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Chapter 9 - Congressman J. Hardin Peterson

Altvater Library > Sebring Air Terminal

Congressman J. Hardin Peterson
By  A. C. Altvater

         It has been my privilege to have met quite a few important and interesting people - some intimately, some friendly and some casually and some just in passing.

         In all probability, my experiences in this direction have been no different from those of others.  At first, I was awed or overwhelmed when I met a person of special note but Congressman J. Hardin Peterson cured this, in a great degree, by the application of the following prescription;

         I had occasion to go to Washington in an attempt to get the Sebring Air Terminal designated as a “Port of Entry” to try to attract trade via air traffic with South America.  One contact was to be with the Immigration Service.  Congressman Peterson called that Bureau and set up an appointment with Frank Dow, a principal in that Service, for nine o’clock in the morning.

         When Mr. Peterson arrived at the office the next day, I was there waiting but my heart sank when he told me that he had to be on the floor of the House that morning and could not go with me to meet Mr. Dow.  I was almost panic-stricken and I suggested that we postpone the meeting but Mr. Peterson assured me that Mr. Dow would treat me just as cordially as he would if the congressman were there to introduce me, but I told him that I was “scared to death,” as I had never met the head of a department of the government of the entire United States.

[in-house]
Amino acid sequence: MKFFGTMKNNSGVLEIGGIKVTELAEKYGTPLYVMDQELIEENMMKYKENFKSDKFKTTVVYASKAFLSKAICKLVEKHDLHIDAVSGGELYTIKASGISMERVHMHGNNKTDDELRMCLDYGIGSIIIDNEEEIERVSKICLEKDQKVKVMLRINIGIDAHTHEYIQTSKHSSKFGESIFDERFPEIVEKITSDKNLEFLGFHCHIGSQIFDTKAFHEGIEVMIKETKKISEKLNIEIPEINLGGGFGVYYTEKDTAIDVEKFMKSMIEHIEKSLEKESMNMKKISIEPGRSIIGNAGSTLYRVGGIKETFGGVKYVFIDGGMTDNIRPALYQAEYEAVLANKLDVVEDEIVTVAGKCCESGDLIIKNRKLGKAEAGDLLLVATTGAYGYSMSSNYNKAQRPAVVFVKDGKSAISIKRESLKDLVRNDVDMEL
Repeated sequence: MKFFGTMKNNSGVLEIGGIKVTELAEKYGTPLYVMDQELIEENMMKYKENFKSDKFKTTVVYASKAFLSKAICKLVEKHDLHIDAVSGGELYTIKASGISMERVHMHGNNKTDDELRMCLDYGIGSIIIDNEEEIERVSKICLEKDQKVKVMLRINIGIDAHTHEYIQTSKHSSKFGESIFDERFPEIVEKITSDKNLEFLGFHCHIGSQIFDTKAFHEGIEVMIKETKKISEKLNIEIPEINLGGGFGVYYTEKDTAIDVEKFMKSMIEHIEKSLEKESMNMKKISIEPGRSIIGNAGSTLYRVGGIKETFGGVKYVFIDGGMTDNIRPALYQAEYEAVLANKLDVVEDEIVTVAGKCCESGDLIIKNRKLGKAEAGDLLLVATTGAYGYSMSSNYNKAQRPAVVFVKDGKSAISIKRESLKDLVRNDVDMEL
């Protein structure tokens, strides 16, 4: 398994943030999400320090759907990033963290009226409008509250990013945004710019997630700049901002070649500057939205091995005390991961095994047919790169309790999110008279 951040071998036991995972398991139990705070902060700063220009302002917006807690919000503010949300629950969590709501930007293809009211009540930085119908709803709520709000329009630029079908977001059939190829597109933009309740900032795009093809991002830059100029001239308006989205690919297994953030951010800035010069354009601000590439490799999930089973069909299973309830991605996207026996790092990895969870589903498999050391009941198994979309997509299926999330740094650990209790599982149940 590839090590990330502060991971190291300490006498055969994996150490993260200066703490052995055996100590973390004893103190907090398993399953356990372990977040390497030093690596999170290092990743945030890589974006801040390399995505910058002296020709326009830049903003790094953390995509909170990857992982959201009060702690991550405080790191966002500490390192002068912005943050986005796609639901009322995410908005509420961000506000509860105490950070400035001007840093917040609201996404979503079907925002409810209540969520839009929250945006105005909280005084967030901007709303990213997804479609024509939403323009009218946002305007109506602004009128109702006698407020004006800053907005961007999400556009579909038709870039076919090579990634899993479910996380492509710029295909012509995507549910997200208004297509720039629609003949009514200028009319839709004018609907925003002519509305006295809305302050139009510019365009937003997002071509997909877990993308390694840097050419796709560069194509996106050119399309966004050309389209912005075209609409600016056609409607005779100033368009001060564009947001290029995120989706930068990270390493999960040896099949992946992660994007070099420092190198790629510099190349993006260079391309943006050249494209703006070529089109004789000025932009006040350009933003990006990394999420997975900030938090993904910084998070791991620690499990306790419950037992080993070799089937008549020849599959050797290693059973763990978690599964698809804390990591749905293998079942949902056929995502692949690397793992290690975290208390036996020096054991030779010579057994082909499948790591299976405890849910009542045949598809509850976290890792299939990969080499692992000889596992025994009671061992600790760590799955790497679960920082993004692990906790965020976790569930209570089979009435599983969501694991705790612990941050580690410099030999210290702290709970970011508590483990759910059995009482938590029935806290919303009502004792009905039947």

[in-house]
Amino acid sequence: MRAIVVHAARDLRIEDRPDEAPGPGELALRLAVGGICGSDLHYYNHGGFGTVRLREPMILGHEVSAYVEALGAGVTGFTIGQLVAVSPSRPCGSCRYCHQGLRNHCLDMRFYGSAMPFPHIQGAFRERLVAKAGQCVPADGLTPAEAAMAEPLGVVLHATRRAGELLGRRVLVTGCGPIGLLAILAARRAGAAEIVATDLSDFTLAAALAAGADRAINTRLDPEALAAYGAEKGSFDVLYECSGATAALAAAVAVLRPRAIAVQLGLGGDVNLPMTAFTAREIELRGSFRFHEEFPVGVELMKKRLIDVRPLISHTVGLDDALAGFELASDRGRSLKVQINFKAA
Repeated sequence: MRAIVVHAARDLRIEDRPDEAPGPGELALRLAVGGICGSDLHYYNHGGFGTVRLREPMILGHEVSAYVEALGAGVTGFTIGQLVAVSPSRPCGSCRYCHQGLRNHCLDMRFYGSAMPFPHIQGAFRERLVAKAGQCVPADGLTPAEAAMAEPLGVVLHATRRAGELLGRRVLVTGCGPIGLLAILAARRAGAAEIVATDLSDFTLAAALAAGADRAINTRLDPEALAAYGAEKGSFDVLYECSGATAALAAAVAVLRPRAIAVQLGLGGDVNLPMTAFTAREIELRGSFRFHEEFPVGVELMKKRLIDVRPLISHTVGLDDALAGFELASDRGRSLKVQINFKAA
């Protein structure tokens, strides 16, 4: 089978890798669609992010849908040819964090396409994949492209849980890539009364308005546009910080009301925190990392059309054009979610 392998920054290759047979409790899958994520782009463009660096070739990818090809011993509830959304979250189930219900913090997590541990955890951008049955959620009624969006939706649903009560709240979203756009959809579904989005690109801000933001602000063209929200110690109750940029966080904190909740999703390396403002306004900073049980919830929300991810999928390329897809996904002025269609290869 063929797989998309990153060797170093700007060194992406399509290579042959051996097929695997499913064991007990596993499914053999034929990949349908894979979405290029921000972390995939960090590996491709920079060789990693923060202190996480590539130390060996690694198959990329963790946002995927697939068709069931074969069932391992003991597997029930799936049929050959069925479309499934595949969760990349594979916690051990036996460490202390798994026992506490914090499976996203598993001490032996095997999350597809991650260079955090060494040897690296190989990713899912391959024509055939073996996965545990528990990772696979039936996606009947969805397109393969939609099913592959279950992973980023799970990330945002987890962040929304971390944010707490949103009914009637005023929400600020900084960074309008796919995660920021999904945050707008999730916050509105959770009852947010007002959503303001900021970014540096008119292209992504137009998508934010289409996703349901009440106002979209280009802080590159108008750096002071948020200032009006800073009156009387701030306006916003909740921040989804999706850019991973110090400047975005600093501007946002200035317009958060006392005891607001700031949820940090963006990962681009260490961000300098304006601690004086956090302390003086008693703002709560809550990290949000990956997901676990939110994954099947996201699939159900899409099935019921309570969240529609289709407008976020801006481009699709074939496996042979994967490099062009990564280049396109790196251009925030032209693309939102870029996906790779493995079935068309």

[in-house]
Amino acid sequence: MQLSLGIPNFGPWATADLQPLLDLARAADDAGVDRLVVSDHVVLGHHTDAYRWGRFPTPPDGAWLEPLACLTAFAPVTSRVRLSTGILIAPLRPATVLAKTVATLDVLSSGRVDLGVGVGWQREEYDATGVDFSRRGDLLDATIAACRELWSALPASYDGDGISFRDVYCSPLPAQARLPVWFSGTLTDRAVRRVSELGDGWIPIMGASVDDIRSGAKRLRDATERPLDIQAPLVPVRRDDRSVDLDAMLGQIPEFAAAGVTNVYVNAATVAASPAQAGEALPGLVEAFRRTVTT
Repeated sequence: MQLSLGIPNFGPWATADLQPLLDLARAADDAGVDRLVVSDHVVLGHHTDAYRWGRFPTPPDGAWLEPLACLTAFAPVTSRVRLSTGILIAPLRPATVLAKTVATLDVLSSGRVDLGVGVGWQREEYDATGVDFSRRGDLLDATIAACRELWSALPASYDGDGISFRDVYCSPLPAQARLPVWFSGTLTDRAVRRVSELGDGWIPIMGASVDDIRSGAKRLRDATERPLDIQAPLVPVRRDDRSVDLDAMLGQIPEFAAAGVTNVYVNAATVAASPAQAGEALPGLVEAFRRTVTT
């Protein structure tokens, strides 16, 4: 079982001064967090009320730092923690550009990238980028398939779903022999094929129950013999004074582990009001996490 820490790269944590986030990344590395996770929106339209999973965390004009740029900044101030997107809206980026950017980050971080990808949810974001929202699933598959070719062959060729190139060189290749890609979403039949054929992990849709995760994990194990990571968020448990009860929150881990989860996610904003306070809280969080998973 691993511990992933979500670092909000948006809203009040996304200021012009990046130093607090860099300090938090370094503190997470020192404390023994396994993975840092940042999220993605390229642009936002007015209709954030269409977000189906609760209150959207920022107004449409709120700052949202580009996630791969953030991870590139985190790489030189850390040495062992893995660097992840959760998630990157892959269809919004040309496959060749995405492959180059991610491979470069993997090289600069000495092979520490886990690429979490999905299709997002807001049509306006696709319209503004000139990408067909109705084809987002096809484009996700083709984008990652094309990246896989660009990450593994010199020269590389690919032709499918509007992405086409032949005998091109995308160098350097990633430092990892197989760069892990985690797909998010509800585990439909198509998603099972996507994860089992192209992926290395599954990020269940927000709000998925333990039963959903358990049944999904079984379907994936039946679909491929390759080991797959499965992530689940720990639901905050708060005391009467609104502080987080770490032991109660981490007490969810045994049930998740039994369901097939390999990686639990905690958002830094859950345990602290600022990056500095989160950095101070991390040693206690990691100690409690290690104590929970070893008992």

“Nonsense,” he said.  “Look at it this way.  You walk into his office and there he sits behind a huge desk with not a paper on it; leaning back in his chair;  his hands folded over a well-rounded abdomen;  a jovial smile and a pleasant manner.  He is eager to make a good impression on you.

         “Now, you mentally close your eyes and imagine him at home, rushing around the house, trying to get ready for breakfast; his wife fussing with the children who are raising a racket and he trying to find the morning paper but getting no help from the rest of the family.  Under these conditions, he will look like any other man that you know.

         I went - alone - found everything just as described by Mr. Peterson - and met Mr. Dow who was “just like any other man I know.”

         We talked for quite a while in a warm, friendly and unrestrained atmosphere on several subjects of mutual interest (except immigration).  I regretted it when he ended the conversation by directing me to the office of a man who had been advised of my problems and who would give me some help.  Mr. Dow smilingly told me to look for a sign over the door, down the hall, marked “Harry Cryme, Assistant to the Assistant Director.”

         Mr. Cryme was also a very willing and cooperative bureaucrat with a great sense of humor.  My lesson in meeting people in power was successful.

- - - - -